This requirement eliminates players like Colt Brennan, Graham Harrell, or Case Keenum (sorry air raiders), who put up HUGE numbers within a particular offensive system. In some ways, offensive coordinating genius can actually hamper players' pursuit of the Heisman. It'll be interesting to see if Chip Kelly or Dana Holgorsen's players ever win.
However, we know that a traditional power like Ohio State or Florida will still be in contention, even with offensive mastery, so the contenders survive another round: Hyde, Hall, Braxton, and Stoney.
Out of Contention: None.
7. If you are a quarterback, running back or multi-purpose athlete at one of the following schools, you have a good chance to win if you have a very good statistical season, are an upperclassmen and your team wins at least 9 games: Notre Dame, USC, Texas, Oklahoma, Nebraska, Ohio State, Michigan, Miami, Florida and Florida State.
This commandment lists out the "traditional powers" mentioned in other requirements. Ohio State obviously makes the cut, so all contenders remain again: Hyde, Hall, Braxton, and Stoney.
Out of Contention: None yet again.
8. Statistical benchmarks exist for each position to help voters gauge a player’s ‘Heisman worthiness’. A back on a traditional power or national title contender, must gain at least 1,600 yards. In either case, the back must score at least 15 touchdowns. A passing quarterback on a traditional power or national title contender needs to throw for at least 3,000 yards and have a 3-to-1 touchdown-to-interception ratio or better, with minimum 25 TD passes and an efficiency rating of 140.0 or more. A running quarterback on a traditional power or a national title contender must reach the 1,000-yard mark rushing in spectacular fashion and also be a decent passer.A multi-purpose athlete can only win by producing spectacular plays on special teams, specifically kick and punt returns.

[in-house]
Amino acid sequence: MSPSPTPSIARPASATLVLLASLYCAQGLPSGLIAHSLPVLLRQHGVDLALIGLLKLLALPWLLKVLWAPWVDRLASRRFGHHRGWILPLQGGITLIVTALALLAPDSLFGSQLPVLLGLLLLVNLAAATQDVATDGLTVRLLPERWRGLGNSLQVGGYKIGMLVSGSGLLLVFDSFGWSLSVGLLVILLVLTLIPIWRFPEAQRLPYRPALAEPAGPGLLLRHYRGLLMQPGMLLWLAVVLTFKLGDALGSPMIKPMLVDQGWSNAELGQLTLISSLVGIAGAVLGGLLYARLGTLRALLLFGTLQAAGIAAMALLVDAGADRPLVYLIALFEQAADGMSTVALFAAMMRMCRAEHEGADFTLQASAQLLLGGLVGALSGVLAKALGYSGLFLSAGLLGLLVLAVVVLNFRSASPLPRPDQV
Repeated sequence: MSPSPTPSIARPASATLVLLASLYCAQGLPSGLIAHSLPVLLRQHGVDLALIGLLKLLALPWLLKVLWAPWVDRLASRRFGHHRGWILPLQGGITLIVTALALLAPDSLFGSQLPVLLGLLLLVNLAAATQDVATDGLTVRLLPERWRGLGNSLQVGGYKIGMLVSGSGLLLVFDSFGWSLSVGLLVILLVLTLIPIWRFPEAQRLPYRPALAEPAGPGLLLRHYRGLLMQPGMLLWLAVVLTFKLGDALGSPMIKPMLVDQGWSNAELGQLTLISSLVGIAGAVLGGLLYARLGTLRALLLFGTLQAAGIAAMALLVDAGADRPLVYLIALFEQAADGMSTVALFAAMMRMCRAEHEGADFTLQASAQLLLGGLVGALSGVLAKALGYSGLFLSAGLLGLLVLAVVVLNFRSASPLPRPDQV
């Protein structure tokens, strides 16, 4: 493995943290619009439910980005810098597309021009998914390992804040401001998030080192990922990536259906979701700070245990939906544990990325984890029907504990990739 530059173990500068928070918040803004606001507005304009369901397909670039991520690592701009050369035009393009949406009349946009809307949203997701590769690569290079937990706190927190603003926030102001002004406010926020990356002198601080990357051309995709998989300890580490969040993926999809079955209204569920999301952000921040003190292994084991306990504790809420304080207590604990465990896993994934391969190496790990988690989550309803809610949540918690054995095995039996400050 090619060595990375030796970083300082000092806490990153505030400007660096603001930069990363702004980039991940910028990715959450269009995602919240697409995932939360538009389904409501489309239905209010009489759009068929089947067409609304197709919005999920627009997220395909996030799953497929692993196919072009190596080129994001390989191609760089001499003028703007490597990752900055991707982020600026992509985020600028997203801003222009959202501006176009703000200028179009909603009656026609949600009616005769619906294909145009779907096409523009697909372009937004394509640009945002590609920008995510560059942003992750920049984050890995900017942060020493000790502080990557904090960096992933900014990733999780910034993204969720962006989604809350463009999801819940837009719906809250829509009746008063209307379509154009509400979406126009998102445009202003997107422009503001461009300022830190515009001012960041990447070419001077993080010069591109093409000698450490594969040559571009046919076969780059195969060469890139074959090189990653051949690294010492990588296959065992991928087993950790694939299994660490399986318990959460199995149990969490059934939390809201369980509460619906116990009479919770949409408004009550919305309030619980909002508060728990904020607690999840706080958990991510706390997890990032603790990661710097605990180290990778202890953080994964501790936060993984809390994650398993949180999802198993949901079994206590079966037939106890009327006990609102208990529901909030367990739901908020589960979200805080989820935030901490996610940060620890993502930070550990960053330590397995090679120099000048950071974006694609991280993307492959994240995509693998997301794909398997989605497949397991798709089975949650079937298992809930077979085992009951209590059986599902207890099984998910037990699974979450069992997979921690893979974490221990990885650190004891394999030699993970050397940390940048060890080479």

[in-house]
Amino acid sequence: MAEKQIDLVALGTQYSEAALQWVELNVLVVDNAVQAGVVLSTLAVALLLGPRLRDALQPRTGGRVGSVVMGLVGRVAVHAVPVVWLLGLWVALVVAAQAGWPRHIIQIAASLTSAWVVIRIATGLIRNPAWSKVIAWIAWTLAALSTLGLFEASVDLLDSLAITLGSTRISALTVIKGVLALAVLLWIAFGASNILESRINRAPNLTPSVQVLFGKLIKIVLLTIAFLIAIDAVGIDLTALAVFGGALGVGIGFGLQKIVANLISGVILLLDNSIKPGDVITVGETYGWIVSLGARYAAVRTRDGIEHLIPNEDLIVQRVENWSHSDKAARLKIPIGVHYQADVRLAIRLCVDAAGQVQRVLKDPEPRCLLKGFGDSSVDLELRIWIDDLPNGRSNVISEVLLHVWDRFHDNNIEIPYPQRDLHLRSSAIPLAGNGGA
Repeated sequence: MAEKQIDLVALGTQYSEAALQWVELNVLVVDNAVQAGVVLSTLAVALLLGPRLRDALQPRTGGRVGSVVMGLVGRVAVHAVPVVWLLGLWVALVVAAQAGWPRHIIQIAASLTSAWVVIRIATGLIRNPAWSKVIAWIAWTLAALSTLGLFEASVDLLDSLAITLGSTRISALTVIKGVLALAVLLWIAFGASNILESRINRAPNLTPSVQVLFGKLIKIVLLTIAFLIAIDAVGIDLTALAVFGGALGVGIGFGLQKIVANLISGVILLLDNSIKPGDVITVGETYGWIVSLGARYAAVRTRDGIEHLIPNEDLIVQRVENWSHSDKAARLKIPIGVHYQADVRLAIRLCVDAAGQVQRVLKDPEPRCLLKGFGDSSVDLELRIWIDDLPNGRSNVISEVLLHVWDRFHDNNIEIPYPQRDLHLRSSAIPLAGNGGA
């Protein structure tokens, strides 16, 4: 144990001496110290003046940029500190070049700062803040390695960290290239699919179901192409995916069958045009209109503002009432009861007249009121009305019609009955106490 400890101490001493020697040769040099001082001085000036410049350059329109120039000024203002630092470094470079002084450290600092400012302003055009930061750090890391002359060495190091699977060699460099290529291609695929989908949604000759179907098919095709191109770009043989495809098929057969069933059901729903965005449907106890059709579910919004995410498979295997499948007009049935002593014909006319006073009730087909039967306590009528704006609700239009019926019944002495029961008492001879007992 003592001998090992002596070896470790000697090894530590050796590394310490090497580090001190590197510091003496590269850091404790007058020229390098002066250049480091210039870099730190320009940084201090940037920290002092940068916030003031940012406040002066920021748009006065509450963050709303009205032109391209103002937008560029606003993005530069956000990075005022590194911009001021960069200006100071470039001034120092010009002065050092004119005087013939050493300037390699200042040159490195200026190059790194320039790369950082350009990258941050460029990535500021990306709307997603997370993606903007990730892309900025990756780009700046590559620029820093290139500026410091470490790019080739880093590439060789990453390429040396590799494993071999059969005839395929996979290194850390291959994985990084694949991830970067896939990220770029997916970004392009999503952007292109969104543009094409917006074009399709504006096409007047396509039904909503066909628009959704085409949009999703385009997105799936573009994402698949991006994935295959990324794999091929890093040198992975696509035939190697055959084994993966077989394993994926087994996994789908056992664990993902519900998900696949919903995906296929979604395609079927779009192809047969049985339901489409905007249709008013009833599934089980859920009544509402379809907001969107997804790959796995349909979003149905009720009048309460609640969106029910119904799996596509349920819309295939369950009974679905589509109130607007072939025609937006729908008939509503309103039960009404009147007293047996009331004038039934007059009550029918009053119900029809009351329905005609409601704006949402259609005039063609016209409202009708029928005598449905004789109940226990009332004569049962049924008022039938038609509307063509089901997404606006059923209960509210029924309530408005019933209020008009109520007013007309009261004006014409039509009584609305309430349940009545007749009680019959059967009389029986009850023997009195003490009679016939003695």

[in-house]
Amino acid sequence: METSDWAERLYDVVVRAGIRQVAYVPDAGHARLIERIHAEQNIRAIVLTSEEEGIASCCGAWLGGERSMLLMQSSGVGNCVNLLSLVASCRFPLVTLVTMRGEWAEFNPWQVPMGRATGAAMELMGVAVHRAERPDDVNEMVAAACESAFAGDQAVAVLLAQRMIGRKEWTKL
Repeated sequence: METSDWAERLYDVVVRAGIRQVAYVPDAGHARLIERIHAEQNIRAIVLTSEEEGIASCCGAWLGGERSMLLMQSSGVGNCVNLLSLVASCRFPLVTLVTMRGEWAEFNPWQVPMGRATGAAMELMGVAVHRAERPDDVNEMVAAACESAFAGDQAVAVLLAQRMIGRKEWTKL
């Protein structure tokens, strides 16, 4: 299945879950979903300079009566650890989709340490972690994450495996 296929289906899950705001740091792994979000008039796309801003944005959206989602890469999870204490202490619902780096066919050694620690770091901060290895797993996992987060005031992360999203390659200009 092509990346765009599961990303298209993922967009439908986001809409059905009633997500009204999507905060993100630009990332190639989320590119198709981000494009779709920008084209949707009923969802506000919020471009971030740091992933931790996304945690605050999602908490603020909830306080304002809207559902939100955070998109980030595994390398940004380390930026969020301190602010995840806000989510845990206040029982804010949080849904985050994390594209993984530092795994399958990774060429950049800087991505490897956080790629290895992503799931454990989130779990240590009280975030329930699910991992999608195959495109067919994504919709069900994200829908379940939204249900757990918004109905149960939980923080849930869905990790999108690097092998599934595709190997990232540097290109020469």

Woah, this commandment is intense. This means Hyde and Hall must get 1,600 yards each and 15 touchdowns, Brax must get 3,000-ish yards and/or 1,000 yards rushing with a 3-to-1 TD-INT ratio, and Stoney must produce on special teams.
I think Hall has a great year in a pivot role, putting up solid numbers receiving and rushing, but not 1,600 yards. It's unlikely that Hyde puts up those numbers either considering Herman must spread carries around, but hey, you never know. I'd say the odds are against him here simply because of precedent in Meyer's offenses and the number of great backs on the roster.
Sadly, while I see Stoney having a great year I don't think it'll have Heisman-level stats in kick and punt returns. Life just ain't fair.
Out of Contention: Hall and Stoney.
9. There will never be another two-time Heisman winner.
Way to go Archie! This commandment will only matter in 2013 when Braxton is ineligible for his second Heisman.
Out of Contention: None.
10. The winner must be likeable.
I mean look at these two - they're both likeable! Neither has ever had a horrible interview and both are team leaders.
CONGRATULATIONS, BRAXTON MILLER, THE WINNER OF THE 2012 HEISMAN TROPHY.
Braxton will undoubtedly throw for 3,253 yards and 33 touchdowns, while rushing for 942 yards. Further, he will lead Ohio State to a completely dominant win over Michigan.
Also congratulations to Carlos Hyde, who finished in second place in the national ballots. While Carlos is a Grade-A back, he just didn't have enough carries or name recognition this year. Remember though - there's always 2013 (especially because Braxton can't win a second one).
It's all aboard the Hype Train - we're leaving Platform 9 and 3/4 for Heismanland.